Leaked FSB Letters Reveal Civil War Among Putin's Allies

Leaked emails from a whistleblower at Russia's Federal Security Service (FSB), shared with Newsweek, reveal a civil war among President Vladimir Putin's closest allies as his invasion of Ukraine continues to falter.

The agent, dubbed the Wind of Change, writes regular dispatches to Russian dissident exile Vladimir Osechkin, revealing the anger and discontent inside the FSB over the war that began when Putin invaded neighboring Ukraine on February 24.

Comp Photo, Putin, Kadyrov and Prigozhin
Vladimir Putin, Chechen President Ramzan Kadyrov and Yevgeny Prigozhin, founder of the Wagner Group.

Osechkin is a Russian human rights activist who runs the anti-corruption website Gulagu.net.

The emails were shared in full with Newsweek by Igor Sushko, the executive director of the Wind of Change Research Group, a Washington-based non-profit organization. Sushko has been translating the correspondence from Russian to English since they began on March 4.

Previous FSB letters authored by the whistleblower, and published by Osechkin, have been analyzed by Christo Grozev, an expert on the FSB. He said he had shown the emails to two FSB officers who had "no doubt it was written by a colleague."

'Abyss of Terror'

Dated November, the agent's latest emails detail inner turmoil and conflict within the Kremlin, predicting an "inevitable" civil war, and that Russia will soon "descend into the abyss of terror" as people grow increasingly tired of the war.

The whistleblower focuses on Yevgeny Prigozhin, a Putin ally and founder of the mercenary outfit the Wagner Group, and Chechen leader Ramzan Kadyrov.

Both Prigozhin and Kadyrov have continued to criticize how Putin's war against Ukraine is being handled, appearing to be siding with each other in rare displays of dissent, suggesting that rifts may be emerging inside the Kremlin.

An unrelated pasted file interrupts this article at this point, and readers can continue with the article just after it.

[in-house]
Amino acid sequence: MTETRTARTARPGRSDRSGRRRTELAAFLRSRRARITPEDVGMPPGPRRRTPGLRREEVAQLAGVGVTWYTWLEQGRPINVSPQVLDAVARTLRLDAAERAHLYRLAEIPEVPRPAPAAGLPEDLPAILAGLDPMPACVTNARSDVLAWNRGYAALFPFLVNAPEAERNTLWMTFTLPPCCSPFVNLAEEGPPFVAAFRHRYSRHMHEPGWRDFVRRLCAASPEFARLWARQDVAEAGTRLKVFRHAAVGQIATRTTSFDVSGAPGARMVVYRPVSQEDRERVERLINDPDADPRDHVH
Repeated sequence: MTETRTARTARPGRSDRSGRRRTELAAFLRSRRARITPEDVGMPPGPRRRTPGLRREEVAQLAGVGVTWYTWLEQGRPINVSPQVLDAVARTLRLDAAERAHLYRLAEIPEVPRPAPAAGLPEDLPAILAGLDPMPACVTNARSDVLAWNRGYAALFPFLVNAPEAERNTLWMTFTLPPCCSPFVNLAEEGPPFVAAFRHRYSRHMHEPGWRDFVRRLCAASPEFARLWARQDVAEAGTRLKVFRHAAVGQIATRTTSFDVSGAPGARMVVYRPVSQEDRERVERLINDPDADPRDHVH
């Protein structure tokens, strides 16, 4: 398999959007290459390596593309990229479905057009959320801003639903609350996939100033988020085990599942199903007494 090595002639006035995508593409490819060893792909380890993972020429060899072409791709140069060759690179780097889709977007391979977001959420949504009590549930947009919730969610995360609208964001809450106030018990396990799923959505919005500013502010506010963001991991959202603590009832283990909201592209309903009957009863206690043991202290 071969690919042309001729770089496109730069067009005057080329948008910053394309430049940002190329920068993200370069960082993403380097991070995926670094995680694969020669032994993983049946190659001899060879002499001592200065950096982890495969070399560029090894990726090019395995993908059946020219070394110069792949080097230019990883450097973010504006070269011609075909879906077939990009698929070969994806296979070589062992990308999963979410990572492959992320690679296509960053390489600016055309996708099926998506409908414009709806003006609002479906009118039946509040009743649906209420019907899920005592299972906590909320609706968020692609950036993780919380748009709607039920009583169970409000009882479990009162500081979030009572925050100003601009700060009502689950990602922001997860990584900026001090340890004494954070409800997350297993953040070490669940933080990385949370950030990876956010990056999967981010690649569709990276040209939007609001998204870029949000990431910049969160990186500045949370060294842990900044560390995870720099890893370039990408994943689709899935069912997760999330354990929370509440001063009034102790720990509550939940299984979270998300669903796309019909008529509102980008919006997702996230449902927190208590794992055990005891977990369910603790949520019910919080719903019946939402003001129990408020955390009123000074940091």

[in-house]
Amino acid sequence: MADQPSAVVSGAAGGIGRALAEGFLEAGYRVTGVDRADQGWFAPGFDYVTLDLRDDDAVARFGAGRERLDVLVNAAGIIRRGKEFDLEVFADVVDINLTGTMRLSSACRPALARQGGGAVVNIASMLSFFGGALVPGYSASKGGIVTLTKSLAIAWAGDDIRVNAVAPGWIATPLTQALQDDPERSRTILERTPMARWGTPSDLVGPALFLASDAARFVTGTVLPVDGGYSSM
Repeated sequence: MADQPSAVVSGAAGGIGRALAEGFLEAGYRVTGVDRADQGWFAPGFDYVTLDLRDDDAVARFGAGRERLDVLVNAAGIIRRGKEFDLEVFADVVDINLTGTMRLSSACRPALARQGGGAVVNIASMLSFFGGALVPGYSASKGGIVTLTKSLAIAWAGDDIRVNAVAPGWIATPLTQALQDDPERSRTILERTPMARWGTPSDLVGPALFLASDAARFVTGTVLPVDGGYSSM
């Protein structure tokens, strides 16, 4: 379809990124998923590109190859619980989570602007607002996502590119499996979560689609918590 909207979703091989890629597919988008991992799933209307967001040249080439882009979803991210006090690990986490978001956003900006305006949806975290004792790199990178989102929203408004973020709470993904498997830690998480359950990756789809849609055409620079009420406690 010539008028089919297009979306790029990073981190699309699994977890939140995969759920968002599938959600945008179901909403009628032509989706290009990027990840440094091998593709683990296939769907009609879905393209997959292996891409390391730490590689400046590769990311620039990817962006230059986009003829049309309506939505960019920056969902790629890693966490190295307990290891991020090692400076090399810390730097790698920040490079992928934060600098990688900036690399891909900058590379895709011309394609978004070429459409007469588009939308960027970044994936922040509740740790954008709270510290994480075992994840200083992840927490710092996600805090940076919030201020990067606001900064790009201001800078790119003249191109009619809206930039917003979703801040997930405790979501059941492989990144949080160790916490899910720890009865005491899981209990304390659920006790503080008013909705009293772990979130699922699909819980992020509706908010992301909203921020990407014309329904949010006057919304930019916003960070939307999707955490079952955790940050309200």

U.S. think tank the Institute for the Study of War (ISW) also assessed in late October that Prigozhin and his military group could "pose a threat to Putin's rule."

The FSB agent, however, said that "there is no model of 'just changing power'" in Russia.

"There is no way to 'change everything' in Russia so that the country as a whole will function and does not descend into the abyss of terror," the email said, laying out how a civil war would play out in the country.

"In the beginning we may get a haphazard riot, with only looting and chaotic skirmishes between everyone. Let me try to explain: the struggle of security agencies against Prigozhin's structures, a real war against each other, is bad, but generally inevitable," they wrote.

"Or there will be battles of the regions for the division of resources. Or a scramble of various forces for control over regions or chunks of the country (Russia)."

But the country could collapse into total chaos, the agent said.

Chaos, Civil War